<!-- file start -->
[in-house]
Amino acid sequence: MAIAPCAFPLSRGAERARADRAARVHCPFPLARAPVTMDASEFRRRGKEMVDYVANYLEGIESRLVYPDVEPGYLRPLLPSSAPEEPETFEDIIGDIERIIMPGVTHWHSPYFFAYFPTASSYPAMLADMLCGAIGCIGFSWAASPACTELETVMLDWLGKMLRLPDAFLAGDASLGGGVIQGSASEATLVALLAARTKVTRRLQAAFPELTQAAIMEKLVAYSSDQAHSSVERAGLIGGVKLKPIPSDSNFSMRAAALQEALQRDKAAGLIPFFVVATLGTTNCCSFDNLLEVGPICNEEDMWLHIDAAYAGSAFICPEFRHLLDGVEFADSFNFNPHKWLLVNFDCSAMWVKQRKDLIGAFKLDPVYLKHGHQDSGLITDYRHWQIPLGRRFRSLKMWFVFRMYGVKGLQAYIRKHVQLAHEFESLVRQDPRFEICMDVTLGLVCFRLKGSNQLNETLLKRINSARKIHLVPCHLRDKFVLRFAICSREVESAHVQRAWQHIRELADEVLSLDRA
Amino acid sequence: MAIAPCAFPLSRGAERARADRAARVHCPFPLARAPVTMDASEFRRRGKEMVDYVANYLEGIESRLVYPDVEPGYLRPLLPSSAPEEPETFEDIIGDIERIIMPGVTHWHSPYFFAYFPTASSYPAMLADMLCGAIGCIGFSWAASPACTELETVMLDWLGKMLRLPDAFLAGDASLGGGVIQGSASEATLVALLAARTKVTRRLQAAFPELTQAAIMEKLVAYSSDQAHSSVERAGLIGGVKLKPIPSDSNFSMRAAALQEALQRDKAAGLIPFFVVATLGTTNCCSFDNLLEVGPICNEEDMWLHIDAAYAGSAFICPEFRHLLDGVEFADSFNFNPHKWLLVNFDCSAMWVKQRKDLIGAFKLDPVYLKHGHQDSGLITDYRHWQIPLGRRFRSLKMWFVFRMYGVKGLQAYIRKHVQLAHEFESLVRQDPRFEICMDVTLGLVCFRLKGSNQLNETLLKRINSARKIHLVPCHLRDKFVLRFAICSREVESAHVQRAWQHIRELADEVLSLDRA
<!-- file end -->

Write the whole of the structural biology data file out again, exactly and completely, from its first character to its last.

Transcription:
[in-house]
Amino acid sequence: MAIAPCAFPLSRGAERARADRAARVHCPFPLARAPVTMDASEFRRRGKEMVDYVANYLEGIESRLVYPDVEPGYLRPLLPSSAPEEPETFEDIIGDIERIIMPGVTHWHSPYFFAYFPTASSYPAMLADMLCGAIGCIGFSWAASPACTELETVMLDWLGKMLRLPDAFLAGDASLGGGVIQGSASEATLVALLAARTKVTRRLQAAFPELTQAAIMEKLVAYSSDQAHSSVERAGLIGGVKLKPIPSDSNFSMRAAALQEALQRDKAAGLIPFFVVATLGTTNCCSFDNLLEVGPICNEEDMWLHIDAAYAGSAFICPEFRHLLDGVEFADSFNFNPHKWLLVNFDCSAMWVKQRKDLIGAFKLDPVYLKHGHQDSGLITDYRHWQIPLGRRFRSLKMWFVFRMYGVKGLQAYIRKHVQLAHEFESLVRQDPRFEICMDVTLGLVCFRLKGSNQLNETLLKRINSARKIHLVPCHLRDKFVLRFAICSREVESAHVQRAWQHIRELADEVLSLDRA
Amino acid sequence: MAIAPCAFPLSRGAERARADRAARVHCPFPLARAPVTMDASEFRRRGKEMVDYVANYLEGIESRLVYPDVEPGYLRPLLPSSAPEEPETFEDIIGDIERIIMPGVTHWHSPYFFAYFPTASSYPAMLADMLCGAIGCIGFSWAASPACTELETVMLDWLGKMLRLPDAFLAGDASLGGGVIQGSASEATLVALLAARTKVTRRLQAAFPELTQAAIMEKLVAYSSDQAHSSVERAGLIGGVKLKPIPSDSNFSMRAAALQEALQRDKAAGLIPFFVVATLGTTNCCSFDNLLEVGPICNEEDMWLHIDAAYAGSAFICPEFRHLLDGVEFADSFNFNPHKWLLVNFDCSAMWVKQRKDLIGAFKLDPVYLKHGHQDSGLITDYRHWQIPLGRRFRSLKMWFVFRMYGVKGLQAYIRKHVQLAHEFESLVRQDPRFEICMDVTLGLVCFRLKGSNQLNETLLKRINSARKIHLVPCHLRDKFVLRFAICSREVESAHVQRAWQHIRELADEVLSLDRA